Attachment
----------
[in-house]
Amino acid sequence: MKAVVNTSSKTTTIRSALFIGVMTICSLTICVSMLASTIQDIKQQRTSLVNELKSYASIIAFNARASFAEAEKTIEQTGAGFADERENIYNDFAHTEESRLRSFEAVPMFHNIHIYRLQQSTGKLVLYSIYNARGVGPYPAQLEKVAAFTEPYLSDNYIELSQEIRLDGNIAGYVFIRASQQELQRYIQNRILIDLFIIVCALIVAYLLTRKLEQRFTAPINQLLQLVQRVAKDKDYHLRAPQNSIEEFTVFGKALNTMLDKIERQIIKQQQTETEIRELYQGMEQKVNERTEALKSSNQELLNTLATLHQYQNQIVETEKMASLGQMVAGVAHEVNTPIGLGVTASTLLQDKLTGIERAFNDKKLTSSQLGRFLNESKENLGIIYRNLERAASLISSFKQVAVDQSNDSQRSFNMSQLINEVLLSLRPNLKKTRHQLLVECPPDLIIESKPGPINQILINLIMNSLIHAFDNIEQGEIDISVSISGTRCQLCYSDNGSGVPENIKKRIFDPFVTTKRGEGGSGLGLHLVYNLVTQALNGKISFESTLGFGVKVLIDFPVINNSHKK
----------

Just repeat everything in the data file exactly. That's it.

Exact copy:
[in-house]
Amino acid sequence: MKAVVNTSSKTTTIRSALFIGVMTICSLTICVSMLASTIQDIKQQRTSLVNELKSYASIIAFNARASFAEAEKTIEQTGAGFADERENIYNDFAHTEESRLRSFEAVPMFHNIHIYRLQQSTGKLVLYSIYNARGVGPYPAQLEKVAAFTEPYLSDNYIELSQEIRLDGNIAGYVFIRASQQELQRYIQNRILIDLFIIVCALIVAYLLTRKLEQRFTAPINQLLQLVQRVAKDKDYHLRAPQNSIEEFTVFGKALNTMLDKIERQIIKQQQTETEIRELYQGMEQKVNERTEALKSSNQELLNTLATLHQYQNQIVETEKMASLGQMVAGVAHEVNTPIGLGVTASTLLQDKLTGIERAFNDKKLTSSQLGRFLNESKENLGIIYRNLERAASLISSFKQVAVDQSNDSQRSFNMSQLINEVLLSLRPNLKKTRHQLLVECPPDLIIESKPGPINQILINLIMNSLIHAFDNIEQGEIDISVSISGTRCQLCYSDNGSGVPENIKKRIFDPFVTTKRGEGGSGLGLHLVYNLVTQALNGKISFESTLGFGVKVLIDFPVINNSHKK